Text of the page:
- Therefore, when a consumer buys a house, as a subsequent purchaser, which has a waffle pod slab system, and there is soil or gardens or turf in place against the full height of the edge of the house slab, the consumer has no ready way of observing that the slab has in fact been constructed with a waffle pod system, or whether a membrane or treatment to prevent water entry has been placed along the edge of the slab or not. I consider this to be a matter of risk and concern.
- I asked Mr Noble whether the situation is that a homeowner could be in the situation of having no protection, in the design of a waffle pod slab, against the effect of soil being placed against the unprotected edge of the slab, and water entering the slab, and that this seems to be a trap in the waffle pod design. Mr Noble responded that education for subcontractors and homeowners could be helpful in this regard:
Education around this could be helpful for subcontractors undertaking work, and education for homeowners could also be helpful. The commission does endeavour to do this through various information documents we provide on our, you know website, to try and assist in informing homeowners and also contractors of their obligations. However, it’s not perfect.
- I asked Mr Noble if he was aware of any similar problems arising with other waffle pod constructions, and he said that he was:
I am. I have another matter, which is down the coast, another recent matter, where fill material has been placed by a subcontractor against the – the slab to the perimeter of – of this particular dwelling, and it was causing significant moisture ingress. That was exacerbated by having a vinyl flooring system inside the house, which prevented that evaporating through the slab, causing mildew – so this is not uncommon, in my experience.
- I commented to Mr Noble that ‘You almost wonder why this doesn’t happen far more often?’ and he responded that it occurs more often than people are aware of:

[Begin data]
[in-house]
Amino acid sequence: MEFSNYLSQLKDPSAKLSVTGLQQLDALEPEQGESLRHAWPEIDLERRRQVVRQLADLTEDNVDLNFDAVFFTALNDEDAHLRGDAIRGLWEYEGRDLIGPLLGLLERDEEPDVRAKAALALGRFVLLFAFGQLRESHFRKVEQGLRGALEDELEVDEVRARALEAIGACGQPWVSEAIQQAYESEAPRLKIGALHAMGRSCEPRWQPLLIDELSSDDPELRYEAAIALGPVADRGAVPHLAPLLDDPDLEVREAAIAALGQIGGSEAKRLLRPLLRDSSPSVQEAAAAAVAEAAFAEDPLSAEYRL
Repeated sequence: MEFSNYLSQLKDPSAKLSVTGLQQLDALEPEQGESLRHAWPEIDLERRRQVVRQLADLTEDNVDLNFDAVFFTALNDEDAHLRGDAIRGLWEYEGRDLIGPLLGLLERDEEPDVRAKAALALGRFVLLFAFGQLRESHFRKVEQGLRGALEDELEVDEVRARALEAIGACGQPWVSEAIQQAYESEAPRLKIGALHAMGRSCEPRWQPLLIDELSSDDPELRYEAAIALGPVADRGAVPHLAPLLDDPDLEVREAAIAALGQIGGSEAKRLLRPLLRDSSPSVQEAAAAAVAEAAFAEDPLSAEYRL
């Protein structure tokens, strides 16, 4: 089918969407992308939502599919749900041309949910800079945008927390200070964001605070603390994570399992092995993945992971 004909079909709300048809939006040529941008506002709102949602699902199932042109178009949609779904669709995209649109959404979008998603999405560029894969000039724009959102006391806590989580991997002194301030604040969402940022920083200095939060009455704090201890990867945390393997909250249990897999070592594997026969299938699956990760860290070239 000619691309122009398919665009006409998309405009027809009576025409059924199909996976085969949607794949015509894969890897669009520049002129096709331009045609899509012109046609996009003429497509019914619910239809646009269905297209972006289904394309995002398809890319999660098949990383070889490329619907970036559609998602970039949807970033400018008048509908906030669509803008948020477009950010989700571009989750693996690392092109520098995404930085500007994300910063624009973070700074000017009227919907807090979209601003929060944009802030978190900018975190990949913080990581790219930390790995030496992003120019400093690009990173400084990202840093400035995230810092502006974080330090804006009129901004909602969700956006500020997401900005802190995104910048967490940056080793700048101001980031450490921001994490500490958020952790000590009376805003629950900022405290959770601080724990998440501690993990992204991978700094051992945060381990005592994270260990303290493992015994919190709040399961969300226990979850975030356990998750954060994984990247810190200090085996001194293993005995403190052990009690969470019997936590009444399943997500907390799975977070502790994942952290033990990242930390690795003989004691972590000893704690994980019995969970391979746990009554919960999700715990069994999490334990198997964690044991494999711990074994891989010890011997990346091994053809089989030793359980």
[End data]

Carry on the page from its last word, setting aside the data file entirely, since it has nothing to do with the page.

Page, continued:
I believe this has happened more often than people are aware of, through my observations on construction.
- I consider this is a situation which the Queensland Building and Construction Commission, in its consumer protection role, should investigate, and consider whether appropriate warnings should be provided to consumers, and whether the Australian Standard and other regulatory provisions should be amended to address the situation.
- I have found that it has not been established that the builder placed fill against the unprotected edge of the slab, and was not required by the Australian Standard, or other regulatory provision, to do anything further in relation to the edge of the slab of a waffle pod system, and therefore do not consider that a Direction to Rectify should be issued to it.
- I confirm the decision of the QBCC made on 31 October 2018 to not issue a Direction to Rectify to the builder.
- Having regard to the issues raised in this matter, I urge the Queensland Building and Construction Commission, in its role as a consumer protection agency, to:
- (a)investigate the prevalence of moisture problems arising in houses which have been built using the waffle pod system; and